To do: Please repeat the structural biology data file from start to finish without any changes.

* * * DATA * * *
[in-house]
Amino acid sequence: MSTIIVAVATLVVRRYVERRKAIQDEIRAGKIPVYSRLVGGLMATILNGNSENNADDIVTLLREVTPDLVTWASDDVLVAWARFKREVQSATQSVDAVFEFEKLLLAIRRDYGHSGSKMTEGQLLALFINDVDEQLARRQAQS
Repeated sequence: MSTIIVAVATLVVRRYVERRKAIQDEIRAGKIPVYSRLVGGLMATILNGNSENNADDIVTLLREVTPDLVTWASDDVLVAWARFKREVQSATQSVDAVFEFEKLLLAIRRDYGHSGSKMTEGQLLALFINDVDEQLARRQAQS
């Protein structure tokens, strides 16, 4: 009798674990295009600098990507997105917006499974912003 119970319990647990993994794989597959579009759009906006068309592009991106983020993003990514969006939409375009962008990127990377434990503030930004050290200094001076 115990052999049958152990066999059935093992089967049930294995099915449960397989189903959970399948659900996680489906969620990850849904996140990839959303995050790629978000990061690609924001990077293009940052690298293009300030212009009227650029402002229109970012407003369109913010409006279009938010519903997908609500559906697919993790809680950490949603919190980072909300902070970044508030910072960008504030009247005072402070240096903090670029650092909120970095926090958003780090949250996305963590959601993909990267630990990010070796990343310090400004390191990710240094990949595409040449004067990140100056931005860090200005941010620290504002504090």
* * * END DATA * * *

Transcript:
[in-house]
Amino acid sequence: MSTIIVAVATLVVRRYVERRKAIQDEIRAGKIPVYSRLVGGLMATILNGNSENNADDIVTLLREVTPDLVTWASDDVLVAWARFKREVQSATQSVDAVFEFEKLLLAIRRDYGHSGSKMTEGQLLALFINDVDEQLARRQAQS
Repeated sequence: MSTIIVAVATLVVRRYVERRKAIQDEIRAGKIPVYSRLVGGLMATILNGNSENNADDIVTLLREVTPDLVTWASDDVLVAWARFKREVQSATQSVDAVFEFEKLLLAIRRDYGHSGSKMTEGQLLALFINDVDEQLARRQAQS
């Protein structure tokens, strides 16, 4: 009798674990295009600098990507997105917006499974912003 119970319990647990993994794989597959579009759009906006068309592009991106983020993003990514969006939409375009962008990127990377434990503030930004050290200094001076 115990052999049958152990066999059935093992089967049930294995099915449960397989189903959970399948659900996680489906969620990850849904996140990839959303995050790629978000990061690609924001990077293009940052690298293009300030212009009227650029402002229109970012407003369109913010409006279009938010519903997908609500559906697919993790809680950490949603919190980072909300902070970044508030910072960008504030009247005072402070240096903090670029650092909120970095926090958003780090949250996305963590959601993909990267630990990010070796990343310090400004390191990710240094990949595409040449004067990140100056931005860090200005941010620290504002504090």